Being here now is a gift, and to me this man’s three little words embodied presence, a rare quality in my busy North American life.

I reflected on the encounter for many days after and I still think about it from time to time.

His message left a lasting impact on me, and this is what I want you to understand about yourself whenever you share a message.

Truth comes in the simplest form. Don’t be too fancy in your writing. Convey simple messages. If people have to think too hard to grasp it, the message won’t stick and it’s likely too complex.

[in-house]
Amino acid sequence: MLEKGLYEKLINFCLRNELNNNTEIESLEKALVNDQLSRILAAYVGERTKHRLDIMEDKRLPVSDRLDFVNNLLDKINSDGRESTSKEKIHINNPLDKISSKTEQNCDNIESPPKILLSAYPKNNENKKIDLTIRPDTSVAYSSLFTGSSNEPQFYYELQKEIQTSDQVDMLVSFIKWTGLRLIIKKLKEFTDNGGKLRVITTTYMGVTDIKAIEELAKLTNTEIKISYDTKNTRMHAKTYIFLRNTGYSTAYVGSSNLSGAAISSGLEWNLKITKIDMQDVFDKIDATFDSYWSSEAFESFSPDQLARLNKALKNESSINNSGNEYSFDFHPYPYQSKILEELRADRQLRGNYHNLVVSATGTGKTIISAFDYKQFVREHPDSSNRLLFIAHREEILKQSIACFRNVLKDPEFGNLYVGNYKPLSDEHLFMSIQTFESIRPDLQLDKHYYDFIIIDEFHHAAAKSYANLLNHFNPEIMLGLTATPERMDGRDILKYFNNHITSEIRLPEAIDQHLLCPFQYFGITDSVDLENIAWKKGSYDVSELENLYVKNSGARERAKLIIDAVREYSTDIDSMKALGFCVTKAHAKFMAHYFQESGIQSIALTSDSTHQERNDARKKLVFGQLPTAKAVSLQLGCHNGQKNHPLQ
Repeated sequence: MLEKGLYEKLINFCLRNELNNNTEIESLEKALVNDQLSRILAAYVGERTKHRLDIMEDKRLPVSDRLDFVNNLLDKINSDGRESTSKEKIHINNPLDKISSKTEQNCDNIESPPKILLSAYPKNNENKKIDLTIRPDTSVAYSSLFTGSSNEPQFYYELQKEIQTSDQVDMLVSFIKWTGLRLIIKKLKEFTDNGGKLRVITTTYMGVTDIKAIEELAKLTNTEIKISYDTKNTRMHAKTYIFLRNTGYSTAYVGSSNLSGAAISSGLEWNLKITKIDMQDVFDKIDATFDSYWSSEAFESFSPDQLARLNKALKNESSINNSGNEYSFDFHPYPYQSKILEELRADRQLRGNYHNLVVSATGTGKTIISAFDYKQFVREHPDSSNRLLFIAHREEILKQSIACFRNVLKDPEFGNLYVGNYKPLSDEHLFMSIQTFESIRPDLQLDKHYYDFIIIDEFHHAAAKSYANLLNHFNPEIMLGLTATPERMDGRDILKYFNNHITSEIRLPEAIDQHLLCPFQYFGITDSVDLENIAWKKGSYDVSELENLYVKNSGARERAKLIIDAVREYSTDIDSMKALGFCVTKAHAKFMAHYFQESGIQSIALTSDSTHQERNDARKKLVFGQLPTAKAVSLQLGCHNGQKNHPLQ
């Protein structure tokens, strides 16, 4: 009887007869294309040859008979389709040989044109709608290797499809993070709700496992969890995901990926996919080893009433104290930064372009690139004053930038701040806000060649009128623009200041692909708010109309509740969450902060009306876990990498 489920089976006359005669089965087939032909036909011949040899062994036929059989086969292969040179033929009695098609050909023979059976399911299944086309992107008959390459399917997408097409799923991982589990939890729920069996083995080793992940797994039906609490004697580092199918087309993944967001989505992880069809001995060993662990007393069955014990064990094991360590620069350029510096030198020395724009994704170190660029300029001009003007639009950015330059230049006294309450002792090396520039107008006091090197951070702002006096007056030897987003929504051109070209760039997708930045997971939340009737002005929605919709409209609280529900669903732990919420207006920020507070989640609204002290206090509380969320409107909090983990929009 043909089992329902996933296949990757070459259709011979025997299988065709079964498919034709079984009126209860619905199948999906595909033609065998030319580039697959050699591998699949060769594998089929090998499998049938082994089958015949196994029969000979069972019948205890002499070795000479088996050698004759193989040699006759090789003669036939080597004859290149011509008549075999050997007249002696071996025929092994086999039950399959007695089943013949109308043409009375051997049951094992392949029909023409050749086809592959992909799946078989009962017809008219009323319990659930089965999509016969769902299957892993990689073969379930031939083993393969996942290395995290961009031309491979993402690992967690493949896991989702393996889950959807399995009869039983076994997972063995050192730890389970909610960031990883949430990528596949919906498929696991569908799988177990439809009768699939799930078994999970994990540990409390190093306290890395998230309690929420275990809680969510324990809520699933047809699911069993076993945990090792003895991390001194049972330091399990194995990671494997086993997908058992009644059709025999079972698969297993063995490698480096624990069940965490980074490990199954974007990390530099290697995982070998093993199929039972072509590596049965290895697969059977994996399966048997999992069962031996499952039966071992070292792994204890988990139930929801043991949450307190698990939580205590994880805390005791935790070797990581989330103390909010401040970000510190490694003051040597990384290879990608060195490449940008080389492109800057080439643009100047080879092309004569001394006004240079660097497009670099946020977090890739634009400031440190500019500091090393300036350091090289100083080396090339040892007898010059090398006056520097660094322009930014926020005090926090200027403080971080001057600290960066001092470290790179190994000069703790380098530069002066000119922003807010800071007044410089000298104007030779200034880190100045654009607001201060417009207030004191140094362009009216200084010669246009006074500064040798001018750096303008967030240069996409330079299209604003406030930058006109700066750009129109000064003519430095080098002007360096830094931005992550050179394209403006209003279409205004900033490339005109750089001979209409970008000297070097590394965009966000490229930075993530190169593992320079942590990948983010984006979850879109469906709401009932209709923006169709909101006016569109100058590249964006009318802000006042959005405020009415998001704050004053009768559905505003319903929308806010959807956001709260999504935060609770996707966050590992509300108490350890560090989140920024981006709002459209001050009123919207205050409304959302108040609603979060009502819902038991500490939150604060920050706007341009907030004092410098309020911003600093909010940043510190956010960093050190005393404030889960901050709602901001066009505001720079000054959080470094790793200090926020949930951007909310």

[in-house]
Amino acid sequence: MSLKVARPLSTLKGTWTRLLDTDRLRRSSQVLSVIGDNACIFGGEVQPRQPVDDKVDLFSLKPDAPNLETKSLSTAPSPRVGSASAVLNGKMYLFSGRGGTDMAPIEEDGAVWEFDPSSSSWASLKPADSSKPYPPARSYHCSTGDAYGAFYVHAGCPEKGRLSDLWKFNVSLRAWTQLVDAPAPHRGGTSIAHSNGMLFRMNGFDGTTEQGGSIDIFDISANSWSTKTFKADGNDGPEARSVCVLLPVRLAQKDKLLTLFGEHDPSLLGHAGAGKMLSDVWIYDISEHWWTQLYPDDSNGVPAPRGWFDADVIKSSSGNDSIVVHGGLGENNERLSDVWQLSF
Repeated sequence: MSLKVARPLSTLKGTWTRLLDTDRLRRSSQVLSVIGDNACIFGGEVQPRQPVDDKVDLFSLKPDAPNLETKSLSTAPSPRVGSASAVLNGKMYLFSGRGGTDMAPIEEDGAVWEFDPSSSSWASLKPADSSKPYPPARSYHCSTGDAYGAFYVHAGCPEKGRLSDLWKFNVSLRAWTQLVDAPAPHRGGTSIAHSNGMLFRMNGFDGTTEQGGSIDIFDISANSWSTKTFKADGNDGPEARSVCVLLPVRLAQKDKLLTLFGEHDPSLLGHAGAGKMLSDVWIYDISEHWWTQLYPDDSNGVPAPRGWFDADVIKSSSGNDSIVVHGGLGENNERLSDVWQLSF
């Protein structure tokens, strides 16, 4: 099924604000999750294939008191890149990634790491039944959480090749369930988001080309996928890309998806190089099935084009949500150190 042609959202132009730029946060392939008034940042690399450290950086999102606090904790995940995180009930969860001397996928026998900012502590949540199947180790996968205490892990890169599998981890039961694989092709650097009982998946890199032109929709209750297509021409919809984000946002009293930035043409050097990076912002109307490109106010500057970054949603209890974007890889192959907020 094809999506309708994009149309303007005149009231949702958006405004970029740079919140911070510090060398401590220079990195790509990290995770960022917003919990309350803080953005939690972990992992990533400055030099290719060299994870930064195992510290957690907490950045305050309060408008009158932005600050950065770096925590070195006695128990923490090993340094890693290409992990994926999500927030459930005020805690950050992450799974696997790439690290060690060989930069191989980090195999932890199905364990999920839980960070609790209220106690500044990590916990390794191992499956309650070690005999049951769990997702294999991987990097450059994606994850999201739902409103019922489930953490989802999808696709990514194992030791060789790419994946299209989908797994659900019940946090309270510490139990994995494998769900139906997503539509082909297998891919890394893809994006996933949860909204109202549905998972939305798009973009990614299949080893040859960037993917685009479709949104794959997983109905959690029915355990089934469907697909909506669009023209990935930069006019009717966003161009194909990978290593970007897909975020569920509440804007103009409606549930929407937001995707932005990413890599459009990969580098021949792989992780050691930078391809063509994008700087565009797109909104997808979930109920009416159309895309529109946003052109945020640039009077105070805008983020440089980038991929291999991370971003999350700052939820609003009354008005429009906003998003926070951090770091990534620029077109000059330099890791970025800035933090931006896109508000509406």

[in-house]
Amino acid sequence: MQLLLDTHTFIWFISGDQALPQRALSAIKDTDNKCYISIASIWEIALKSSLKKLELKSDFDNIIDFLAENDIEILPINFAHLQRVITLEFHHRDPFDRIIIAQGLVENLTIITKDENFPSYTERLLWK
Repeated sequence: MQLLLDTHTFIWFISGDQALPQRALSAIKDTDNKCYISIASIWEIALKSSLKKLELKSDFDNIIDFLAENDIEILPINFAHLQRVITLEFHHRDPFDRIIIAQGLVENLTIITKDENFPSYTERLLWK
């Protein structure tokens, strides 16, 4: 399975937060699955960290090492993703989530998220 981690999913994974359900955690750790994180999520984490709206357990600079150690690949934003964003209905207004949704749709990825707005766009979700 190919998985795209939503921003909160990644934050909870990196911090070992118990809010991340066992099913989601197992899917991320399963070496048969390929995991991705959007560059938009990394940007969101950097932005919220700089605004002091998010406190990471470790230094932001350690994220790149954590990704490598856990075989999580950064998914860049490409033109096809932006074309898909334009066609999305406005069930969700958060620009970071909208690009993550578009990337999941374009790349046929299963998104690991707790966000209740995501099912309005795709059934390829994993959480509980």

As a philosophy graduate I always struggle with this, because in academia needless complication is rewarded. I remember finishing my essays, only to realize they were pages short. So, I would go back in and write a bunch of bullshit to fill my quota.

Nobody reads academic bullshit unless it’s their job.

I think this simple message, “Mi deh yah,” can help you. Because I know you’re probably a striving North American, and I bet you’ve lost some of your presence. I bet you don’t often take a moment to realize that ordinary moment-by-moment awareness is pretty special.

Our friend the Rastaman knew this, and I want you to know this. So I’m sharing this message with you.


Click here to get the 4 Simple Writing Habits.


Speak Your Truth

A few months after we left Jamaica, Robyn was talking to her dad on the phone [it was his house where I encountered the goat herding Rastaman].

He told Robyn that my friend died. He came down with a mysterious illness and two days later was gone.